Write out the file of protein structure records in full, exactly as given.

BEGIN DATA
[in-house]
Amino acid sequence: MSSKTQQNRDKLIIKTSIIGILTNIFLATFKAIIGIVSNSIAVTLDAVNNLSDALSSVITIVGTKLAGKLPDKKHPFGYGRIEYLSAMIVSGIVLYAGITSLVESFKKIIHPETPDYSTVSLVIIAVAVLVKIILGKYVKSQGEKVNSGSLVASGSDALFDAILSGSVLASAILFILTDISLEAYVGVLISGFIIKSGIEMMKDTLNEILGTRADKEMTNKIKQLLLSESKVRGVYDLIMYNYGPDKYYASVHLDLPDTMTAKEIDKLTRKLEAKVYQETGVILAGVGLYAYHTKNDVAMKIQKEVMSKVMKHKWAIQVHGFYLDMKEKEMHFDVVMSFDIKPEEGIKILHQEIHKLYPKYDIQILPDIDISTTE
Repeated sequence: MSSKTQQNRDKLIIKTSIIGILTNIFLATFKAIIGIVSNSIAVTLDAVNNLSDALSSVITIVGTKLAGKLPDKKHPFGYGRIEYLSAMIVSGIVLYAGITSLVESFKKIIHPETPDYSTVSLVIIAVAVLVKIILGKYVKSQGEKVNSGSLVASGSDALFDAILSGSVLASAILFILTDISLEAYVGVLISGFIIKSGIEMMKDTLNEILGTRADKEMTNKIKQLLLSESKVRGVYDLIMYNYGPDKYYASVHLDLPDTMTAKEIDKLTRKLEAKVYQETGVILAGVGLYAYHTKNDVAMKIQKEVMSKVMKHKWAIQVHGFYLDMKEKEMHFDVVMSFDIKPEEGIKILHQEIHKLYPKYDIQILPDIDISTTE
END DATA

[in-house]
Amino acid sequence: MSSKTQQNRDKLIIKTSIIGILTNIFLATFKAIIGIVSNSIAVTLDAVNNLSDALSSVITIVGTKLAGKLPDKKHPFGYGRIEYLSAMIVSGIVLYAGITSLVESFKKIIHPETPDYSTVSLVIIAVAVLVKIILGKYVKSQGEKVNSGSLVASGSDALFDAILSGSVLASAILFILTDISLEAYVGVLISGFIIKSGIEMMKDTLNEILGTRADKEMTNKIKQLLLSESKVRGVYDLIMYNYGPDKYYASVHLDLPDTMTAKEIDKLTRKLEAKVYQETGVILAGVGLYAYHTKNDVAMKIQKEVMSKVMKHKWAIQVHGFYLDMKEKEMHFDVVMSFDIKPEEGIKILHQEIHKLYPKYDIQILPDIDISTTE
Repeated sequence: MSSKTQQNRDKLIIKTSIIGILTNIFLATFKAIIGIVSNSIAVTLDAVNNLSDALSSVITIVGTKLAGKLPDKKHPFGYGRIEYLSAMIVSGIVLYAGITSLVESFKKIIHPETPDYSTVSLVIIAVAVLVKIILGKYVKSQGEKVNSGSLVASGSDALFDAILSGSVLASAILFILTDISLEAYVGVLISGFIIKSGIEMMKDTLNEILGTRADKEMTNKIKQLLLSESKVRGVYDLIMYNYGPDKYYASVHLDLPDTMTAKEIDKLTRKLEAKVYQETGVILAGVGLYAYHTKNDVAMKIQKEVMSKVMKHKWAIQVHGFYLDMKEKEMHFDVVMSFDIKPEEGIKILHQEIHKLYPKYDIQILPDIDISTTE